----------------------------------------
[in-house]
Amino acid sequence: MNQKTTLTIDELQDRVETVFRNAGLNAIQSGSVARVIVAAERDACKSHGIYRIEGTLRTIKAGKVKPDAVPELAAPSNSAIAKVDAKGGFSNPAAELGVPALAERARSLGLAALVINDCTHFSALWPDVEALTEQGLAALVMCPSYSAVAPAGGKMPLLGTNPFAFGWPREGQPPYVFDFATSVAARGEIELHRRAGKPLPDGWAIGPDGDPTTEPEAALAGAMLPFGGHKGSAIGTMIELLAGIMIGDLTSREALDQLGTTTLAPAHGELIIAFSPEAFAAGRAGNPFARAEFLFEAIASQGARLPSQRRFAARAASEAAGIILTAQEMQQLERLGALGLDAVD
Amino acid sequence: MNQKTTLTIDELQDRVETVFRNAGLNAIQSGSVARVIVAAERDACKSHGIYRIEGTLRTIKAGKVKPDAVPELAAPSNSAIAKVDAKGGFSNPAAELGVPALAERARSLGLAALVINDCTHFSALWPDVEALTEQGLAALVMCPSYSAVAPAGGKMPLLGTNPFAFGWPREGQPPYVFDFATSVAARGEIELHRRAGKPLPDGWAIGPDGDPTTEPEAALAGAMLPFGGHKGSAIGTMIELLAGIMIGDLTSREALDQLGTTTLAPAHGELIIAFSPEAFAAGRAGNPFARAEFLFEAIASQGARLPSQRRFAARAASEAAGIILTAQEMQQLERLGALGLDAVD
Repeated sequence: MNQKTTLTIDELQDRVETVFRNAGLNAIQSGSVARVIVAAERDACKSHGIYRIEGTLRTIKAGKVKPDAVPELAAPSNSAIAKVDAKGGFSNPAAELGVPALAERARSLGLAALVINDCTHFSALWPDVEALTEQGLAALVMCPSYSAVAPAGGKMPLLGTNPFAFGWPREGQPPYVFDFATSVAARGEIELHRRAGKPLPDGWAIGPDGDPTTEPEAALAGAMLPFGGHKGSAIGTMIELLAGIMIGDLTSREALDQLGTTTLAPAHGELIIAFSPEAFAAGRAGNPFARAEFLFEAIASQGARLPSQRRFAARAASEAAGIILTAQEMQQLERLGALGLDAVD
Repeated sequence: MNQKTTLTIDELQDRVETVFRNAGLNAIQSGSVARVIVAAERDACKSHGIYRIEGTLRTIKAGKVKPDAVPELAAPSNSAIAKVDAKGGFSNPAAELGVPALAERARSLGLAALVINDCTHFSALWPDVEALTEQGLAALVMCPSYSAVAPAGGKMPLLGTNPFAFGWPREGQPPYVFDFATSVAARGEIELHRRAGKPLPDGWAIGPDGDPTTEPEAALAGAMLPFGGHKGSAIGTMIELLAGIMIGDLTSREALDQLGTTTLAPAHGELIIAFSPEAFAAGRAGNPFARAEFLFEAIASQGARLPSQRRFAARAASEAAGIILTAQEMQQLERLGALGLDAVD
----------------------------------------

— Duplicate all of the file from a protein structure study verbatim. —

[in-house]
Amino acid sequence: MNQKTTLTIDELQDRVETVFRNAGLNAIQSGSVARVIVAAERDACKSHGIYRIEGTLRTIKAGKVKPDAVPELAAPSNSAIAKVDAKGGFSNPAAELGVPALAERARSLGLAALVINDCTHFSALWPDVEALTEQGLAALVMCPSYSAVAPAGGKMPLLGTNPFAFGWPREGQPPYVFDFATSVAARGEIELHRRAGKPLPDGWAIGPDGDPTTEPEAALAGAMLPFGGHKGSAIGTMIELLAGIMIGDLTSREALDQLGTTTLAPAHGELIIAFSPEAFAAGRAGNPFARAEFLFEAIASQGARLPSQRRFAARAASEAAGIILTAQEMQQLERLGALGLDAVD
Amino acid sequence: MNQKTTLTIDELQDRVETVFRNAGLNAIQSGSVARVIVAAERDACKSHGIYRIEGTLRTIKAGKVKPDAVPELAAPSNSAIAKVDAKGGFSNPAAELGVPALAERARSLGLAALVINDCTHFSALWPDVEALTEQGLAALVMCPSYSAVAPAGGKMPLLGTNPFAFGWPREGQPPYVFDFATSVAARGEIELHRRAGKPLPDGWAIGPDGDPTTEPEAALAGAMLPFGGHKGSAIGTMIELLAGIMIGDLTSREALDQLGTTTLAPAHGELIIAFSPEAFAAGRAGNPFARAEFLFEAIASQGARLPSQRRFAARAASEAAGIILTAQEMQQLERLGALGLDAVD
Repeated sequence: MNQKTTLTIDELQDRVETVFRNAGLNAIQSGSVARVIVAAERDACKSHGIYRIEGTLRTIKAGKVKPDAVPELAAPSNSAIAKVDAKGGFSNPAAELGVPALAERARSLGLAALVINDCTHFSALWPDVEALTEQGLAALVMCPSYSAVAPAGGKMPLLGTNPFAFGWPREGQPPYVFDFATSVAARGEIELHRRAGKPLPDGWAIGPDGDPTTEPEAALAGAMLPFGGHKGSAIGTMIELLAGIMIGDLTSREALDQLGTTTLAPAHGELIIAFSPEAFAAGRAGNPFARAEFLFEAIASQGARLPSQRRFAARAASEAAGIILTAQEMQQLERLGALGLDAVD
Repeated sequence: MNQKTTLTIDELQDRVETVFRNAGLNAIQSGSVARVIVAAERDACKSHGIYRIEGTLRTIKAGKVKPDAVPELAAPSNSAIAKVDAKGGFSNPAAELGVPALAERARSLGLAALVINDCTHFSALWPDVEALTEQGLAALVMCPSYSAVAPAGGKMPLLGTNPFAFGWPREGQPPYVFDFATSVAARGEIELHRRAGKPLPDGWAIGPDGDPTTEPEAALAGAMLPFGGHKGSAIGTMIELLAGIMIGDLTSREALDQLGTTTLAPAHGELIIAFSPEAFAAGRAGNPFARAEFLFEAIASQGARLPSQRRFAARAASEAAGIILTAQEMQQLERLGALGLDAVD